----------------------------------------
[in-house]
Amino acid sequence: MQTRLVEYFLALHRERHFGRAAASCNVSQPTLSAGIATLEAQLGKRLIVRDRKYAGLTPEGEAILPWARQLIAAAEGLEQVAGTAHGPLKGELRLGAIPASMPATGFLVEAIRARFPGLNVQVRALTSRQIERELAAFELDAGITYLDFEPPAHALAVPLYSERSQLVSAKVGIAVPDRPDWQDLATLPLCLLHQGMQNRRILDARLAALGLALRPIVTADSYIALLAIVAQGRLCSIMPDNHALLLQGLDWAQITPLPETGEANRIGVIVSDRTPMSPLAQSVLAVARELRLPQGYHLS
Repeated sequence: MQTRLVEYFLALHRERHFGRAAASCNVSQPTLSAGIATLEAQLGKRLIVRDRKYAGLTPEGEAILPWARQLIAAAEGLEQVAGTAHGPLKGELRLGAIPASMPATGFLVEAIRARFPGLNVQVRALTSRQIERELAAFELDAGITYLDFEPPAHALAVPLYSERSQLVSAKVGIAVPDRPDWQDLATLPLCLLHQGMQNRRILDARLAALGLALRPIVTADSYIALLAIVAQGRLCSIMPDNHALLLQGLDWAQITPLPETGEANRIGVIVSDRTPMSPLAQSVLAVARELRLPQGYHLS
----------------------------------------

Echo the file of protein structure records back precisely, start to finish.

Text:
[in-house]
Amino acid sequence: MQTRLVEYFLALHRERHFGRAAASCNVSQPTLSAGIATLEAQLGKRLIVRDRKYAGLTPEGEAILPWARQLIAAAEGLEQVAGTAHGPLKGELRLGAIPASMPATGFLVEAIRARFPGLNVQVRALTSRQIERELAAFELDAGITYLDFEPPAHALAVPLYSERSQLVSAKVGIAVPDRPDWQDLATLPLCLLHQGMQNRRILDARLAALGLALRPIVTADSYIALLAIVAQGRLCSIMPDNHALLLQGLDWAQITPLPETGEANRIGVIVSDRTPMSPLAQSVLAVARELRLPQGYHLS
Repeated sequence: MQTRLVEYFLALHRERHFGRAAASCNVSQPTLSAGIATLEAQLGKRLIVRDRKYAGLTPEGEAILPWARQLIAAAEGLEQVAGTAHGPLKGELRLGAIPASMPATGFLVEAIRARFPGLNVQVRALTSRQIERELAAFELDAGITYLDFEPPAHALAVPLYSERSQLVSAKVGIAVPDRPDWQDLATLPLCLLHQGMQNRRILDARLAALGLALRPIVTADSYIALLAIVAQGRLCSIMPDNHALLLQGLDWAQITPLPETGEANRIGVIVSDRTPMSPLAQSVLAVARELRLPQGYHLS